Retrospective: Byakko – Gaming PC

Last night, my roommate Nick came by my room to tell me “I spent a little over a grand, but dude, I am happy with the machine! Does everything I want/need and I love it!” So it got me thinking… How much have I put into Byakko?

I would like to reflect and see how much I have put into my build with the 1 year birthday of Byakko coming soon (4/25/2009). I do want to make mention that my girlfriend has helped build Byakko in her own way as well. So essence, even she has helped build the beast as well.

Let’s rebuild the part list… The prices listed are the original MSRP (aka, what the manufacturer wants you to buy it for) from Amazon. This list does not account for some of the sale prices I nabbed (i.e. – $90 for my 1.5TB Seagate Barracuda) or from components gifted from my loving girlfriend Ebongrey.

$60 – Biostar MCP6P M2+ microATX Mainboard (nVidia nForce 430)
$65 – Student Edition of Windows 7 Professional
$100 – AMD x64 Phenom 9500+ Quad-Core 2.2Ghz processor
$30 – Ultra 450w power source (out of production)
$60 – OCZ ReaperX HPC 4GB DDR2 1066 RAM kit (2x 2GB sticks, discontinued)
$200 – 1.5TB Seagate Barracuda 5,900 RPM SATA 3.0 Hard Drive
$48 – Lite-On DVD+/-RW 24x burner drive
$142 – XFX GeForce GTS 250 512mb GDDR3
$70 – Netgear WG311T Super-G (108 Mbits/sec) Atheros 802.11b/g wireless LAN card
$40 – Thermaltake Wings RS 100 Piano Black case
$200 – Logitech G19 gaming keyboard
$70 – Logitech G500 Laser gaming mouse
$80 – Logitech G13 Advance Gameboard
$65 – Microsoft xbox 360 Wireless Controller + Receiver
$40 – Razer eXactMat Xspeed + eXactRest
$162 – Samsung SyncMaster 2033SW 20″ Wide LCD 16:9 aspect ratio monitor
$60 – Logitech Notebook Premium Headset
$0 – Altec Lansing “Soundworks 4.1” series speakers (discontinued circa 1999)
Grand Total: $1,492 (Actual paid prices and estimated price of parts gifted to me totals roughly $1,200, $292 in savings)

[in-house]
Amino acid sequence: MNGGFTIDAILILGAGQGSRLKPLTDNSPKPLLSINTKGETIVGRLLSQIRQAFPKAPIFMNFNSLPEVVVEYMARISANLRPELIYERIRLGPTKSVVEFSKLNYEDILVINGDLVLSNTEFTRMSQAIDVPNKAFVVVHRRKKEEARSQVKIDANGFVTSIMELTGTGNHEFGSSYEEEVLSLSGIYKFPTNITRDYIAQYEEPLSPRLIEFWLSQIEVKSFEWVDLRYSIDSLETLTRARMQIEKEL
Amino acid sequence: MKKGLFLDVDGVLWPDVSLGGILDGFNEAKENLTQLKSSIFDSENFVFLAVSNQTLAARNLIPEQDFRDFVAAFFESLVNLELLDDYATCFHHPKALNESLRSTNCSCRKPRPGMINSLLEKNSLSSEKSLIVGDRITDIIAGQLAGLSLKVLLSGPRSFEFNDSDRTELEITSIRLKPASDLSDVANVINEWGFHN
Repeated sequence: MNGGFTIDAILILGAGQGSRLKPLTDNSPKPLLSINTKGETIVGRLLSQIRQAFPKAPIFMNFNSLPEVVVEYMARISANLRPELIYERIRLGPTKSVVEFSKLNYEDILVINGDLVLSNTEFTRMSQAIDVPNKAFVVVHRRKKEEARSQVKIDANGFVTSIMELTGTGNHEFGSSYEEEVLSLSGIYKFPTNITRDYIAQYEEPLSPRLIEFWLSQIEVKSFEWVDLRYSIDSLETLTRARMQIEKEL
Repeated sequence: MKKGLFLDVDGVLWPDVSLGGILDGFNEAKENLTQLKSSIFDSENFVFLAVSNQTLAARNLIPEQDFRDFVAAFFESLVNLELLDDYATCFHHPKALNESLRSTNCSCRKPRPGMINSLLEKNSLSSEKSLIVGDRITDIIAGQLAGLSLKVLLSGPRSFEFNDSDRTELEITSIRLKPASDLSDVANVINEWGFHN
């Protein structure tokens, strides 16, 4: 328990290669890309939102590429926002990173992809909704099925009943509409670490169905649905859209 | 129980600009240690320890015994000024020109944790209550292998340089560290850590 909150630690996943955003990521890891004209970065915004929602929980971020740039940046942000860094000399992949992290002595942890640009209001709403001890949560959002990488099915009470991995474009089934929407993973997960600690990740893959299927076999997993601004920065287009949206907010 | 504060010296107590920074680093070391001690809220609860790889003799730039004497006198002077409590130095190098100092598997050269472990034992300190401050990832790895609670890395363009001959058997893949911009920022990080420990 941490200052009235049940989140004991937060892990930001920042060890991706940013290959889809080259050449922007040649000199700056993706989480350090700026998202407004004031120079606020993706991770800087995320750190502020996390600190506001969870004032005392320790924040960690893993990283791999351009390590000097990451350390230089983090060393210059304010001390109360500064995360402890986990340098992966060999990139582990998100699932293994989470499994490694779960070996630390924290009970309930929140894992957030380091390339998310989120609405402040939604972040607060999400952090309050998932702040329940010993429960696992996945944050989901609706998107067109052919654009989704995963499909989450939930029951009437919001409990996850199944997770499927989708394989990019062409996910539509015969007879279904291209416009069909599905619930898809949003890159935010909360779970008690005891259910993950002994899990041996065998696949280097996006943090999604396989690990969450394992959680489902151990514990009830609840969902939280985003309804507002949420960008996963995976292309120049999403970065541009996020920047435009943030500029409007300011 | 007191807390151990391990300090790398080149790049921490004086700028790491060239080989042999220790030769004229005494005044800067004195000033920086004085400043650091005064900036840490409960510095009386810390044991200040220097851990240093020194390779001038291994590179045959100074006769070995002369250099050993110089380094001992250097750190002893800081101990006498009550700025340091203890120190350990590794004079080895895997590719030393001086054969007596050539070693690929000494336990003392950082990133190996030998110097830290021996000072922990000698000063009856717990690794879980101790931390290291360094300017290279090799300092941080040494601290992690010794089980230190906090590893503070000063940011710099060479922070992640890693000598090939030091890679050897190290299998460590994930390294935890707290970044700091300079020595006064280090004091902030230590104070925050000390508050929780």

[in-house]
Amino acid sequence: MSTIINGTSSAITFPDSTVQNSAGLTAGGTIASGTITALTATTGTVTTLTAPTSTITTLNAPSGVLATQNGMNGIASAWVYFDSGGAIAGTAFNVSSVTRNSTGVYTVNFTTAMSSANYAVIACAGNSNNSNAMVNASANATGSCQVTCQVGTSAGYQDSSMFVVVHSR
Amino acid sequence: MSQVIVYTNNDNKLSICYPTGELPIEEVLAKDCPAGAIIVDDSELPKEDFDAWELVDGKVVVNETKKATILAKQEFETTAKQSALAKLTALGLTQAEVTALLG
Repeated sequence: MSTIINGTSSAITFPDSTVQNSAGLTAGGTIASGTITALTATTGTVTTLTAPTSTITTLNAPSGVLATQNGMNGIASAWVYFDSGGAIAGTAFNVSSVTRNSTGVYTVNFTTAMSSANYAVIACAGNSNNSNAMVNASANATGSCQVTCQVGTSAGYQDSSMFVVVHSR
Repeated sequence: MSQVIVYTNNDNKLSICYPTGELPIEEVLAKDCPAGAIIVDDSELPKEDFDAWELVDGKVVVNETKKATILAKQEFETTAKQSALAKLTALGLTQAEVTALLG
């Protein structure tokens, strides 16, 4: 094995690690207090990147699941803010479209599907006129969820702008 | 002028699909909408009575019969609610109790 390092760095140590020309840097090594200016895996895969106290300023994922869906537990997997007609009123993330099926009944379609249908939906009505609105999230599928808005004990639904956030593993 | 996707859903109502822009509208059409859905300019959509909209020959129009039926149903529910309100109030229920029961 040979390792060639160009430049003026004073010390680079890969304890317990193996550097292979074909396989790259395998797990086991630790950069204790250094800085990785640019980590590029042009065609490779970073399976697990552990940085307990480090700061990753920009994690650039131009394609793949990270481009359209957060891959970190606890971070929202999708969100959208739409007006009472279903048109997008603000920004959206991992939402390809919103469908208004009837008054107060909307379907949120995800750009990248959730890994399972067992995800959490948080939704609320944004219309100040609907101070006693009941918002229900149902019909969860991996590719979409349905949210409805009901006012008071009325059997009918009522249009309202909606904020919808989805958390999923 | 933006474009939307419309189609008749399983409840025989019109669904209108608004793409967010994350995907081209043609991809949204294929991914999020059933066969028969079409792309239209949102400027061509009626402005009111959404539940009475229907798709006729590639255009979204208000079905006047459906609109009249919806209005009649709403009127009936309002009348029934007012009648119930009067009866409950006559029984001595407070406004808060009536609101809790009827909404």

For a slightly better, yet closely similar configuration from HP right now…
System: HP HPE-180t
Windows 7 Professional
Intel Core i7-920 (2.66GHz quad-core)
1.5TB 7200 rpm SATA 3Gb/s hard drive
1GB ATI Radeon HD 4650
LightScribe 16X max. DVD+/-R/RW SuperMulti drive
Wireless-N LAN card
HP 2159m 21.5-inch 16:9 Full HD Widescreen Monitor
Grand Total: $1,424.98

Take note… that with the HP, some of the parts… you don’t know who manufactured them. For all you know, it could be from the reject parts bin from no-name manufacturer. Also… the HP monitor has a 3,000:1 contrast ratio versus my Samsung producing a dynamic 15,000:1 ratio for crisper colors in games, which for a gamer who loves pretty colors or art/production media folks, that’s pretty damn important. Sure, it does have a leg up on some things, but what happens when you want/need to upgrade? Remember the $292 I saved from my build? I now have that to put towards upgrades down the line. What can $292 get me? Let’s observe my options:

Budget: $292 (prices based off of Newegg)
Full refresh build
AMD Phenom II X4 965 Black Edition (3.4 GHz quad-core), ASUS M4A78T-E (790GX board), Corsair 750TX (750 watt power supply), Radeon HD 5870, Corsair 4GB (2x 2GB) DDR3 1333 RAM – $770
Completely new build reusing most of my parts, absolute extreme

Processor, budget graphic and power supply upgrade
AMD Phenom II X4 945 Deneb 3.0GHz quad-core, Radeon HD 5770, and a Corsair 750TX – $456
$164 additional needed to budget

Mainboard, power supply, processor upgrade
AMD Phenom II X4 965 Black Edition (3.4 GHz quad-core), ASUS M4A78T-E (790GX board), Corsair 750TX (750 watt power supply) – $440
$148 additional needed to budget

Power supply, Nvidia-loyal graphic card upgrade
BFG Tech GeForce GTX 260 OCX MAXCORE 55 896MB GDDR3 (graphics), Corsair 750TX (power supply) – $340
$48 additional needed to budget

Alternate graphic card and power supply upgrade
Radeon HD 5770 + Corsair 750TX – $290
$2 ahead of budget

Processor and power supply upgrade
AMD Phenom II X4 945 Deneb 3.0GHz quad-core and a Corsair 750TX – $286
$6 ahead of budget

As you can see… I can still come very ahead of the HP for value. Should I want to upgrade, I can! I don’t have to worry about things like voiding warranties just because I’d like to bump up performance… Another thing I can do without that fear is replacing the cooling fan for the processor. If the processor fan (in unfortunate circumstances) die and your machine is under warranty… I would assume you’re at the mercy of the manufacturer to mail in your machine, then hope to get it back quickly. For us DIY-builders, we can click off the old fan and bolt up a new one then get right back into things.

For those fearful of putting together a machine, don’t be afraid to! When you can learn how all the parts come together as well as how much you will save and potentially be able to use in upgrades… You’ll be thanking yourself when your machine lasts a little longer with parts you know and trust than the mystery bin parts. It’s almost like being able to make lasagna at home with good cuts of ground beef from the butcher or getting mystery meat from the frozen box version. Just something for you all to think on.

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